The endorsement – which was approved at the 160th session of the FAO Council held in Rome, Italy, at the beginning of December – comes against the backdrop of India celebrating 2018 as its National Year of Millets to boost production of the nutrient-rich grain, which has declined by 60% in the past five decades.
As a result, India’s Ministry of Agriculture said levels of essential nutrients like proteins, vitamin A, iron and iodine have fallen in women and children.
The FAO nominated 2023 as the International Year of Millets, which falls within the UN’s Decade of Action on Nutrition (2016-2026).
The global organization is hoping to enhance global awareness of the many benefits of nutricereals and inspire stakeholders to work towards improving production and the use of the nutritious grains in innovative food products.
Millets can be used in various forms, including processed as breakfast cereals, snacks, and as flour in baked goods.
A recent study published in the International Journal of Current Microbiology and Applied Sciences highlighted that millet flour can be successfully incorporated as an ingredient for bakery products as it does not affect the overall sensory acceptability. More importantly, it enhances the product’s nutritional value that non-enriched wheat flour would not do.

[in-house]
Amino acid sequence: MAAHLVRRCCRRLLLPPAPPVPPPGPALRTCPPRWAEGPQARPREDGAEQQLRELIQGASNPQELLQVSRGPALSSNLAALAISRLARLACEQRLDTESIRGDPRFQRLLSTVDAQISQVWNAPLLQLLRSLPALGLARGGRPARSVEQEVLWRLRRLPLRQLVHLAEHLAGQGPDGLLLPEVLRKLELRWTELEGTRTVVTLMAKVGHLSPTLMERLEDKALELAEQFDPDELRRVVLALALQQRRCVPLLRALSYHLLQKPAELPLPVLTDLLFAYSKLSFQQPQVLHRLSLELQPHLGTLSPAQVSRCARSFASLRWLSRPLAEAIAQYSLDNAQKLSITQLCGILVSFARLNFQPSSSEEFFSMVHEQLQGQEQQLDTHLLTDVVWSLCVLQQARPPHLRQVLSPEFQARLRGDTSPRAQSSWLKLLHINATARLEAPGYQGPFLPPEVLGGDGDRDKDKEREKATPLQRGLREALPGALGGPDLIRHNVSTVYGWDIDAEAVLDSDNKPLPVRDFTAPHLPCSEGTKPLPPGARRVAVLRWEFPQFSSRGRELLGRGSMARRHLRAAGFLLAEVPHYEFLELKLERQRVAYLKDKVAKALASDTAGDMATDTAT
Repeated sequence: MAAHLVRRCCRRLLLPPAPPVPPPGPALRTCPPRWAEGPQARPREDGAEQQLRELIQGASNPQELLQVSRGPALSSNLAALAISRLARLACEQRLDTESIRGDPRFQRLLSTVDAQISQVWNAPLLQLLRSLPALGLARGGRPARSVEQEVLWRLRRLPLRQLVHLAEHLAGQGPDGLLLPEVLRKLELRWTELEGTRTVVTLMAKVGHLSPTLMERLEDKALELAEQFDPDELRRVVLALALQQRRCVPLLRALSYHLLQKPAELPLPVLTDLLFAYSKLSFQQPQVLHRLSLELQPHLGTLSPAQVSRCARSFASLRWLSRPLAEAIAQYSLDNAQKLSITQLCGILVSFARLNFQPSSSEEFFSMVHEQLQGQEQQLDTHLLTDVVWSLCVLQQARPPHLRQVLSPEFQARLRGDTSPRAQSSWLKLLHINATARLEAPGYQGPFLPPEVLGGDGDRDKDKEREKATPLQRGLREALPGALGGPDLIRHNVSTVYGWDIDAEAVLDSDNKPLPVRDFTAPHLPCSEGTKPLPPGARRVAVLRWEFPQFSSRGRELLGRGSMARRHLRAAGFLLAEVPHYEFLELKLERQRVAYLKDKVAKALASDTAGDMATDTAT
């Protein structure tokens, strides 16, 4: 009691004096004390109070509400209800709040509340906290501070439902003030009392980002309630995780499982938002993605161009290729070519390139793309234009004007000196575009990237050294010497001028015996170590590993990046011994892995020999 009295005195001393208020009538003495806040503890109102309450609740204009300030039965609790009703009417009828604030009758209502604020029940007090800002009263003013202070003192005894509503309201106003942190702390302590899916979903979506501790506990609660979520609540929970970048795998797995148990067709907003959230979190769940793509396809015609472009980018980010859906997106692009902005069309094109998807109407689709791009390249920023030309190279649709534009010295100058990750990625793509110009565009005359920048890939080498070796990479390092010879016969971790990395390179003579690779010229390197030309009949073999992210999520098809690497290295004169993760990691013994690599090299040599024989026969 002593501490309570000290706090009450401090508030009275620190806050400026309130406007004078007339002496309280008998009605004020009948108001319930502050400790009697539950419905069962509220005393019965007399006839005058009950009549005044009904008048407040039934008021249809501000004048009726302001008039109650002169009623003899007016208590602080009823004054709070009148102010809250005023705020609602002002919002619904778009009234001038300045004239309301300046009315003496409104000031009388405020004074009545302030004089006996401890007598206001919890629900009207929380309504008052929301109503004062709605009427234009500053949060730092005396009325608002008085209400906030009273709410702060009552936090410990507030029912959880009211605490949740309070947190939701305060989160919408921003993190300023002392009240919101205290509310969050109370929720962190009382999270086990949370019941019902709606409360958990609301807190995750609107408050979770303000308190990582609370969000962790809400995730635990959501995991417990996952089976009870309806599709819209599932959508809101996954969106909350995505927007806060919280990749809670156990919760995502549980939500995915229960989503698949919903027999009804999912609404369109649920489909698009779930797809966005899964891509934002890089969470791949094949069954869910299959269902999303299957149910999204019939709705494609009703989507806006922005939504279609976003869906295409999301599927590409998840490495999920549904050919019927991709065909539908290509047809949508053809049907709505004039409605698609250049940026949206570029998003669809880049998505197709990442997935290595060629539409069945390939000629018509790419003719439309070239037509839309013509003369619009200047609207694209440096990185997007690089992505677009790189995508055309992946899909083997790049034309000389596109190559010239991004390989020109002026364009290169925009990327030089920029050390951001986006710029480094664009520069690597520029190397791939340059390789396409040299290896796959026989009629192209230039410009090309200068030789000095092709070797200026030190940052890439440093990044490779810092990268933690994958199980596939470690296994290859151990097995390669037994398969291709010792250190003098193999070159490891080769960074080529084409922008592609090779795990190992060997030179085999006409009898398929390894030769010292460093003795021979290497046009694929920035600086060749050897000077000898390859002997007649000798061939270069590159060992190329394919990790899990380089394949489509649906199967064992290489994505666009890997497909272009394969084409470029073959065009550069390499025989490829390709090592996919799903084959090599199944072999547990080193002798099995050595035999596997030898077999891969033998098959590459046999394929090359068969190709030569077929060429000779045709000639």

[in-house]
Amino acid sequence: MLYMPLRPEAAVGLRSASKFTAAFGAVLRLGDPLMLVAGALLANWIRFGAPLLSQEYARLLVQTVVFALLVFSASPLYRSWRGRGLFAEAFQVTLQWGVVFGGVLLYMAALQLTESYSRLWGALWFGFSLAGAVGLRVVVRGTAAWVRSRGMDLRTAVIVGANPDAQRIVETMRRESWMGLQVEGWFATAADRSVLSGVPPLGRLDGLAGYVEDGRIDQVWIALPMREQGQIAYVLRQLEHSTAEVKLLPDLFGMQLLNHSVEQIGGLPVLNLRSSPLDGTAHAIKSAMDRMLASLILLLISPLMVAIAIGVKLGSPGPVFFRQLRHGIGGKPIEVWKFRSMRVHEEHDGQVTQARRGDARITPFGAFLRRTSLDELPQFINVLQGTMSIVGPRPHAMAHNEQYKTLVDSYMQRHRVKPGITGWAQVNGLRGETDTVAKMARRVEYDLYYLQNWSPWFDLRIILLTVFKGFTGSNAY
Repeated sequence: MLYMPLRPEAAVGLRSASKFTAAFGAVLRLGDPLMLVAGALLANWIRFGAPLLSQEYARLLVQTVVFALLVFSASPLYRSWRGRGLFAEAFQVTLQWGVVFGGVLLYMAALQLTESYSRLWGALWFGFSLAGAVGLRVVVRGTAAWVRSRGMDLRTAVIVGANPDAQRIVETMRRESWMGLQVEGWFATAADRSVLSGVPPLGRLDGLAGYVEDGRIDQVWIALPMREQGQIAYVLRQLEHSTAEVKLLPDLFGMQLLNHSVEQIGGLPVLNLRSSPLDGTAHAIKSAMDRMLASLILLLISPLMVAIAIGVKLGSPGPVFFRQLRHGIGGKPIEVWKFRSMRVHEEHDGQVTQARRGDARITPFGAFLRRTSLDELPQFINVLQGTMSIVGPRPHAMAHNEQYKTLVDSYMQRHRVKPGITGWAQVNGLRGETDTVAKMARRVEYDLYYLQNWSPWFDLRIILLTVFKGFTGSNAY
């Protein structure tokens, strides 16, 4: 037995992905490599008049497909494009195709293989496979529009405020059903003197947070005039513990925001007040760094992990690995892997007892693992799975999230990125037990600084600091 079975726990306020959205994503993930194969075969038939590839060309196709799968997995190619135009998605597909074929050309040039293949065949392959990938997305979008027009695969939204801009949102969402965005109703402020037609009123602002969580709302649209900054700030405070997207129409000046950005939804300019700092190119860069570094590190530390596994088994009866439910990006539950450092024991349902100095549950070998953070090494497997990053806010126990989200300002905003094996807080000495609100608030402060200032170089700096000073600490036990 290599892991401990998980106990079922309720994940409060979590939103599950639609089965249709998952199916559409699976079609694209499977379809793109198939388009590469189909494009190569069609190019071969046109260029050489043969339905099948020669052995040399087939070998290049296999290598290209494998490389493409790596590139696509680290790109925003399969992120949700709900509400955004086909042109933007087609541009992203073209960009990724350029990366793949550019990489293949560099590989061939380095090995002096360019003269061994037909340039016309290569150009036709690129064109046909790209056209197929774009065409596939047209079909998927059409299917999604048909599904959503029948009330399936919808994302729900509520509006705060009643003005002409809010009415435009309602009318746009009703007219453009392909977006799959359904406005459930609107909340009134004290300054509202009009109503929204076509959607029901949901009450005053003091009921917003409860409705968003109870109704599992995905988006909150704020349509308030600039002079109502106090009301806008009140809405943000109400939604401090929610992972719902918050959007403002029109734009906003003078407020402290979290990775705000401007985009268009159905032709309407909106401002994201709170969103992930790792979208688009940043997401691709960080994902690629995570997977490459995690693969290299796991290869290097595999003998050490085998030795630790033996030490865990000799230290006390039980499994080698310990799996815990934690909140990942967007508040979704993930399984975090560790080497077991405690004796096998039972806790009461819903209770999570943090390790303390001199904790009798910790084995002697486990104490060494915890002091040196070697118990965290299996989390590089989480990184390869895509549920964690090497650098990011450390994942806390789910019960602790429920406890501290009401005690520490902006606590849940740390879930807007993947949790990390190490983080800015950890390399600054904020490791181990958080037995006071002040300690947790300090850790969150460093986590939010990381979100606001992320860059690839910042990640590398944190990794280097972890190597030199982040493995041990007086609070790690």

Health, social and environment
Millet is a common name for small-seeded grasses together categorized as nutricereals or dryland cereals that include sorghum (known as jowar in India), pearl millet (bajra), finger millet (ragi), little millet (sama), foxtail millet, proso millet (variga), barnyard millet, kodo millet and other millets.
The grains have numerous benefits for consumers, farmers and the environment.
At the 160th session, the FAO Council also approved India’s membership to the Executive Board of the UN’s World Food Program (WFP) for 2020 and 2021.
Established in 1961, the WFP is the world’s largest humanitarian organization addressing hunger and promoting food security.
It provides food assistance to approximately 80 million people in 75 countries each year.
Millets are less expensive and nutritionally superior to wheat and rice as they have higher levels of protein and a more balanced amino acid profile, as well as high levels of minerals such as iron, zinc and phosphorous.
Some major deficiencies like anaemia (iron deficiency), B-complex vitamin deficiency and pellagra (niacin deficiency) can be controlled though millet consumption. They can also help tackle challenges such as obesity, diabetes and dietary problems as they are gluten-free, have a low glycemic index and are high in dietary fibre and antioxidants.
Millets are an important staple cereal crop for millions of dryland farmers across Sub-Saharan Africa and Asia, offering nutrition, income and livelihood even in difficult times.
Moreover, they are photo-insensitive and resilient to climate change with a low carbon and water footprint. They can withstand high temperatures and grow on poor soils with little or no external inputs.
Satish Kumar, G. Sudha Devi, P. Joseph Raju and Dayakar Rao